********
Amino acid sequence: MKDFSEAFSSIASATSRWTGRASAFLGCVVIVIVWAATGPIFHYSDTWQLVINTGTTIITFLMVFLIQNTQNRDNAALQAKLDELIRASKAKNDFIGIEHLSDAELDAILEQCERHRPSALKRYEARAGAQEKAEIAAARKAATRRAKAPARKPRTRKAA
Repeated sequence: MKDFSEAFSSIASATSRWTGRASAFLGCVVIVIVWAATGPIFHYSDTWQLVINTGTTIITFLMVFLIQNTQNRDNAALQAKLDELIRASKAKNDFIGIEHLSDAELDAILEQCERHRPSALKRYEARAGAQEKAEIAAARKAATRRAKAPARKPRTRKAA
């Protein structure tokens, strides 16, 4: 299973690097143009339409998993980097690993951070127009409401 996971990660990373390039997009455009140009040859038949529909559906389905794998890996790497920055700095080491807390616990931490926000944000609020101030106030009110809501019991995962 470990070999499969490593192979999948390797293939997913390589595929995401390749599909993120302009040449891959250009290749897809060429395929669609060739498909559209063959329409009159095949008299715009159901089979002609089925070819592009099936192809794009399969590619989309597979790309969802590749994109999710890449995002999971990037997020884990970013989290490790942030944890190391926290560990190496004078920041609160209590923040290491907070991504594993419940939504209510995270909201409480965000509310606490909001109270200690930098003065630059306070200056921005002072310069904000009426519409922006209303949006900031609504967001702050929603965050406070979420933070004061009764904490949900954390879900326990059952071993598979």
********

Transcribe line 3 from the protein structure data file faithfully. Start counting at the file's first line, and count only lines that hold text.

């Protein structure tokens, strides 16, 4: 299973690097143009339409998993980097690993951070127009409401 996971990660990373390039997009455009140009040859038949529909559906389905794998890996790497920055700095080491807390616990931490926000944000609020101030106030009110809501019991995962 470990070999499969490593192979999948390797293939997913390589595929995401390749599909993120302009040449891959250009290749897809060429395929669609060739498909559209063959329409009159095949008299715009159901089979002609089925070819592009099936192809794009399969590619989309597979790309969802590749994109999710890449995002999971990037997020884990970013989290490790942030944890190391926290560990190496004078920041609160209590923040290491907070991504594993419940939504209510995270909201409480965000509310606490909001109270200690930098003065630059306070200056921005002072310069904000009426519409922006209303949006900031609504967001702050929603965050406070979420933070004061009764904490949900954390879900326990059952071993598979």